Human animation from analysis and reconstruction of human motion in video sequences
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This research aims to address one of the most challenging problems in the field of computer vision and computer graphics, that is, the reconstruction of smooth 3D human motions from monocular video containing unrestricted human movement. The objective is to propose novel methods which differ from the traditional kinematics/dynamics formulations and image based reconstruction methods to provide an alternative highly automated way for human animation from the most widely available source that records human movements and activities. Such methods should be relatively low-cost while avoiding many limitations that come up with current motion tracking equipment.Monocular images or video sequences are chosen as the source of the project, due to the fact that they are widely available through many ways, such as film making and even simple home videos. Most of such monocular images or video sequences are generally uncalibrated, i.e., the information on the camera from which these images are taken is not available. In addition, although 2D joint locations and body silhouettes can be extracted from the images, accuracy of such 2D feature extractions may not be satisfactory by current image processing techniques. Using such monocular image sequence as the input source, many techniques and algorithms are proposed in this research.A 3D skeletal human model based on human anatomy is constructed with angular constraints encoded in the joints according to the biomechanical and physiological knowledge. The model is simple and yet sufficient to simulate realistic human motions, while the computational expense is much lower when dealing with skeletal model than with any other human models. Relative lengths of every body part of the human model are adjusted to be consistent with the human subject in the source images before reconstruction. That is achieved by preciously acquired geometry information on the human subject of interest.A Motion Trend Analysis (MTA) method is proposed in this research to automatically reconstruct the 3D postures of the human subject of interest directly from the extracted 2D joint locations (with possible noise tolerance) at each image frame. This method utilized the information on previously reconstructed postures to assist positioning the joints of the human model to their proper 3D locations in the current frame. To ensure a reliable starting point in the reconstruction, manual adjustment may be required to improve the accuracy of the first three posture recoveries. 3D positional coherence of every joint between adjacent recovered postures can be obtained and maintained at a satisfactory level. Objective Function (OF) is defined to represent the 2D residuals between the extracted feature points and the corresponding features resulted from projecting the reconstructed human model to the projection plane. The OF also includes considerations of all 3D positional discrepancies at every joint between adjacent postures. By translating the pelvis joint and rotating each joint of the human model, a proper human posture that resembles the one represented in the monocular image can be created by searching for the minimum value of the OF. To balance 2D residuals and 3D discrepancies, weighting parameters (WP) determination routine was developed which is able to dynamically adjust the WP values for the 2D and 3D factors in an OF.3D acquisition of smooth and reasonable human motion is the main focus of this research. Such human motions are in high demand for applications involving virtual human movements. A Motion Level Control (MLC) algorithm was proposed to be integrated with the MTA system to further ensure the rotational coherence of the reconstruction results in 3D and improve the efficiency of the search process. Application of MLC can be divided into two modules: the relocation of the pelvis joint and the recoveries of the skeleton segments rotations. Based on MLC, the computational cost of the search procedure for the pelvis relocation and the skeleton adjustment in the human posture recovery will be significantly reduced. At the same time, rotational consistency of each body segment in the reconstructed motion can reach a satisfactory level. Experimental results from the proposed algorithm are highly satisfactory.This research also attempts to acquire smooth yet reasonable 3D human motions from the monocular images with body occlusion or based on extracted silhouettes. Existing techniques for recovering human postures usually require as input a human motion sequence where every body segment is visible at all time. Such requirement might not always be satisfied. The human motion to be reconstructed could contain occlusions where part or the body is obscured by other object in the scene or by another part of the human body itself. The input video could also be not clear enough to provide acceptable 2D joint extractions. This research extends the developed MTA and MLC and proposes novel methods to acquire the smooth and reasonable human postures under such circumstances. Experiments have produced very promising results.There are still many challenges ahead, especially on the preprocessing of the monocular images such as the accurate extraction of joint locations and fullyautomatic posture recoveries. Besides, the Objective Function and biomechanical constraints should be further studied to improve the general performance of the motion reconstruction system. Human motion reconstruction algorithm without accurate 2D inputs in terms of joint features or silhouettes should also be explored. The human motion reconstruction obtained from this research currently can handle 2D input with minor extraction errors. A more applicable system that can tolerate more input errors will be highly desirable and hence should attract some research attention. Technical issues to be explored and addressed in the future are identified and discussed in this thesis.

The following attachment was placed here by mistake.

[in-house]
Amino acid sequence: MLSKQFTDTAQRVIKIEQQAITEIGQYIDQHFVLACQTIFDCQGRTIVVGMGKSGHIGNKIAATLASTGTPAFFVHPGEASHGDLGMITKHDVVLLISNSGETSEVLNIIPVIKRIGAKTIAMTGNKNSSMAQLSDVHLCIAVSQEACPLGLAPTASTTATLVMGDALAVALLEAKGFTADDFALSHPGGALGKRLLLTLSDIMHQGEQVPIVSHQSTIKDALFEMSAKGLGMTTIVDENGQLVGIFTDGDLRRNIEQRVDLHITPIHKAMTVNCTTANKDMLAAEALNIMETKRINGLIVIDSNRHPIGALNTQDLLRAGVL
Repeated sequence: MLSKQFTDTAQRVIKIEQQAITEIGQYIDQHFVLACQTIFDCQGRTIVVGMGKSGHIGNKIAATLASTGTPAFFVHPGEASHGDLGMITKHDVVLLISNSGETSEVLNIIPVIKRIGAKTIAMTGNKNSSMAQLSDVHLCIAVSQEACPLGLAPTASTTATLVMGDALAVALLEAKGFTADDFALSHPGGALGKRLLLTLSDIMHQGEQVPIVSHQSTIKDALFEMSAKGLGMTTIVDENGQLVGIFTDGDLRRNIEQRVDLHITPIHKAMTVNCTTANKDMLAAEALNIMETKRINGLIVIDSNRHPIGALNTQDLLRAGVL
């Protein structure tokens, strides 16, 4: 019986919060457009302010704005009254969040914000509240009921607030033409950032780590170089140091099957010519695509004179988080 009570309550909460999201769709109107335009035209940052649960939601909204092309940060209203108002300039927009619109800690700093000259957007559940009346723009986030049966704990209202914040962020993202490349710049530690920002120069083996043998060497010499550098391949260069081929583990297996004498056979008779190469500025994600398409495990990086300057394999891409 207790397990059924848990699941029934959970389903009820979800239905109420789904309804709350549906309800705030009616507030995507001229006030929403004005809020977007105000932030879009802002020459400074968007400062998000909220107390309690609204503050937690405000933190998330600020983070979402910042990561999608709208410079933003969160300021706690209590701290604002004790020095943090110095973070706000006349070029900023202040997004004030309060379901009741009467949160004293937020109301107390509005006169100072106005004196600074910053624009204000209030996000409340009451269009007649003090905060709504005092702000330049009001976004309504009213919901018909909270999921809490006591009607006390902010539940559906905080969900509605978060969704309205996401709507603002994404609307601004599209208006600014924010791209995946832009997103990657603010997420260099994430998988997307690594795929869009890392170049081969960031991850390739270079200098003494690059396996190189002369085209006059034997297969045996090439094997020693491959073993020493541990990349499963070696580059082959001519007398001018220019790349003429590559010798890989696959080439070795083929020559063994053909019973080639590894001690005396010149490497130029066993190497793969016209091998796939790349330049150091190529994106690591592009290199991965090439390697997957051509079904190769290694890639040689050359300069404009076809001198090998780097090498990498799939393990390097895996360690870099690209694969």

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Tian, J.; Li, Ling; Liu, Wan-Quan (2014)In this paper we address the problem of tracking human poses in multiple perspective scales in 2D monocular images/videos. In most state-of-the-art 2D tracking approaches, the issue of scale variation is rarely discussed. ...